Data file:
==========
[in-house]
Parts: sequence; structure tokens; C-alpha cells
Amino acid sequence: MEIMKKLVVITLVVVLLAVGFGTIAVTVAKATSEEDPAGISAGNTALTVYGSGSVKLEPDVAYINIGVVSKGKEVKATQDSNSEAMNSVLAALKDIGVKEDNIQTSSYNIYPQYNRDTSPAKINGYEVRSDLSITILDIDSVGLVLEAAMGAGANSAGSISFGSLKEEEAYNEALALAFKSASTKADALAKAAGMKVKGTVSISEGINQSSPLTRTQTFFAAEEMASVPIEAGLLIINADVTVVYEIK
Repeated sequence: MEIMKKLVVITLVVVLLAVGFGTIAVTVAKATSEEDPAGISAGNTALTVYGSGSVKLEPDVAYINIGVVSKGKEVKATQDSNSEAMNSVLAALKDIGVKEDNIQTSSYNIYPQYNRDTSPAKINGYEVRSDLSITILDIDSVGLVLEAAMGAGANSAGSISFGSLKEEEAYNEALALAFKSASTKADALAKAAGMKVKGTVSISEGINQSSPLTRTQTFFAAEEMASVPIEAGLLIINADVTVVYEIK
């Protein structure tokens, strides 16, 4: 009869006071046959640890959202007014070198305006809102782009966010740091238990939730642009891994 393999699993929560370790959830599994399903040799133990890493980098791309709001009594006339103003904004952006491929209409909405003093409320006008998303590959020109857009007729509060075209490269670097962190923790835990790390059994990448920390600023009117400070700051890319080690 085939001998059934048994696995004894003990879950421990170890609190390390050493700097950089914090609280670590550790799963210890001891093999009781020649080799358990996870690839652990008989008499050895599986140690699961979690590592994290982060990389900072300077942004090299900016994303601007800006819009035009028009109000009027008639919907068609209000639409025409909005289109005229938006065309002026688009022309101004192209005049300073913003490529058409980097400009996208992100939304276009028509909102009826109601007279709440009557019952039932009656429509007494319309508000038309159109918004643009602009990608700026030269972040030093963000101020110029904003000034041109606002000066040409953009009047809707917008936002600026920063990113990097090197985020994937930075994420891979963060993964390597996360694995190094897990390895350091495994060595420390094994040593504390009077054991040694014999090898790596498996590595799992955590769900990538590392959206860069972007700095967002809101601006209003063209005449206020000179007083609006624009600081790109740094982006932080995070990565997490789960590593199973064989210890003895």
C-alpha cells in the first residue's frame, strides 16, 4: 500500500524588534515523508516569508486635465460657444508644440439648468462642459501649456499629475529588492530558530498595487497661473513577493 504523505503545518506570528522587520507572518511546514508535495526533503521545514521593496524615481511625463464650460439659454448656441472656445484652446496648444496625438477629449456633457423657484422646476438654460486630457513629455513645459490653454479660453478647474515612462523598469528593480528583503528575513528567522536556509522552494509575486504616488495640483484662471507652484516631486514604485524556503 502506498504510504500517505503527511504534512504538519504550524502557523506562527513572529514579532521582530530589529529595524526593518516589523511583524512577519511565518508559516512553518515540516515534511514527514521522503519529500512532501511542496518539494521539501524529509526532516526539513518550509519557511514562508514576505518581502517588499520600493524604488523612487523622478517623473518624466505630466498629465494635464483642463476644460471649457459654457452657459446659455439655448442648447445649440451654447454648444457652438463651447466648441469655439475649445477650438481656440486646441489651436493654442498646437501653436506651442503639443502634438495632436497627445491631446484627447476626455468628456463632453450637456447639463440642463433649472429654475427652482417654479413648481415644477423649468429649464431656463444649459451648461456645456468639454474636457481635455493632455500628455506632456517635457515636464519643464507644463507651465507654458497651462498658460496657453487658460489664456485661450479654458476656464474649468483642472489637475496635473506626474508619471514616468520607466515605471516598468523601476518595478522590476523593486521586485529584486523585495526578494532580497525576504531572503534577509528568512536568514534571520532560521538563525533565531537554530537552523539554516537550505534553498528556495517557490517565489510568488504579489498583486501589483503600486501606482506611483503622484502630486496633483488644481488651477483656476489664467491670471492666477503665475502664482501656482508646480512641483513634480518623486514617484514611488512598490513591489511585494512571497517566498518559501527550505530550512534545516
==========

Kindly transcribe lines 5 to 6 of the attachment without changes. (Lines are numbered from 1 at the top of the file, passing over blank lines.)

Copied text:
């Protein structure tokens, strides 16, 4: 009869006071046959640890959202007014070198305006809102782009966010740091238990939730642009891994 393999699993929560370790959830599994399903040799133990890493980098791309709001009594006339103003904004952006491929209409909405003093409320006008998303590959020109857009007729509060075209490269670097962190923790835990790390059994990448920390600023009117400070700051890319080690 085939001998059934048994696995004894003990879950421990170890609190390390050493700097950089914090609280670590550790799963210890001891093999009781020649080799358990996870690839652990008989008499050895599986140690699961979690590592994290982060990389900072300077942004090299900016994303601007800006819009035009028009109000009027008639919907068609209000639409025409909005289109005229938006065309002026688009022309101004192209005049300073913003490529058409980097400009996208992100939304276009028509909102009826109601007279709440009557019952039932009656429509007494319309508000038309159109918004643009602009990608700026030269972040030093963000101020110029904003000034041109606002000066040409953009009047809707917008936002600026920063990113990097090197985020994937930075994420891979963060993964390597996360694995190094897990390895350091495994060595420390094994040593504390009077054991040694014999090898790596498996590595799992955590769900990538590392959206860069972007700095967002809101601006209003063209005449206020000179007083609006624009600081790109740094982006932080995070990565997490789960590593199973064989210890003895």
C-alpha cells in the first residue's frame, strides 16, 4: 500500500524588534515523508516569508486635465460657444508644440439648468462642459501649456499629475529588492530558530498595487497661473513577493 504523505503545518506570528522587520507572518511546514508535495526533503521545514521593496524615481511625463464650460439659454448656441472656445484652446496648444496625438477629449456633457423657484422646476438654460486630457513629455513645459490653454479660453478647474515612462523598469528593480528583503528575513528567522536556509522552494509575486504616488495640483484662471507652484516631486514604485524556503 502506498504510504500517505503527511504534512504538519504550524502557523506562527513572529514579532521582530530589529529595524526593518516589523511583524512577519511565518508559516512553518515540516515534511514527514521522503519529500512532501511542496518539494521539501524529509526532516526539513518550509519557511514562508514576505518581502517588499520600493524604488523612487523622478517623473518624466505630466498629465494635464483642463476644460471649457459654457452657459446659455439655448442648447445649440451654447454648444457652438463651447466648441469655439475649445477650438481656440486646441489651436493654442498646437501653436506651442503639443502634438495632436497627445491631446484627447476626455468628456463632453450637456447639463440642463433649472429654475427652482417654479413648481415644477423649468429649464431656463444649459451648461456645456468639454474636457481635455493632455500628455506632456517635457515636464519643464507644463507651465507654458497651462498658460496657453487658460489664456485661450479654458476656464474649468483642472489637475496635473506626474508619471514616468520607466515605471516598468523601476518595478522590476523593486521586485529584486523585495526578494532580497525576504531572503534577509528568512536568514534571520532560521538563525533565531537554530537552523539554516537550505534553498528556495517557490517565489510568488504579489498583486501589483503600486501606482506611483503622484502630486496633483488644481488651477483656476489664467491670471492666477503665475502664482501656482508646480512641483513634480518623486514617484514611488512598490513591489511585494512571497517566498518559501527550505530550512534545516